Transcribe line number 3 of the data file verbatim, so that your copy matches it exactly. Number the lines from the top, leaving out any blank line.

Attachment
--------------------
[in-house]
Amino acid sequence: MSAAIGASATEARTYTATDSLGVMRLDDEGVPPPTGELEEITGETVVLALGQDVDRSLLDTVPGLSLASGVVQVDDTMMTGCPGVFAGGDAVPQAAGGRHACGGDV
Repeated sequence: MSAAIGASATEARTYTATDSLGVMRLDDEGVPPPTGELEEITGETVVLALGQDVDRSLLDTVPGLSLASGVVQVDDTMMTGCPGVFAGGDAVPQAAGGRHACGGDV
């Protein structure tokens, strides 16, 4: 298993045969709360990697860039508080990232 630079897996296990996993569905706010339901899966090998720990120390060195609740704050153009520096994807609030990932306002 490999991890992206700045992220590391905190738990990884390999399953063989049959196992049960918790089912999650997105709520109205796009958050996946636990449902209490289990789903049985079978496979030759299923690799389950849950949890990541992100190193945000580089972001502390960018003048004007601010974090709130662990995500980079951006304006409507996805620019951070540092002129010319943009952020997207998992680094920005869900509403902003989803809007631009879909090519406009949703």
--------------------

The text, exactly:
Repeated sequence: MSAAIGASATEARTYTATDSLGVMRLDDEGVPPPTGELEEITGETVVLALGQDVDRSLLDTVPGLSLASGVVQVDDTMMTGCPGVFAGGDAVPQAAGGRHACGGDV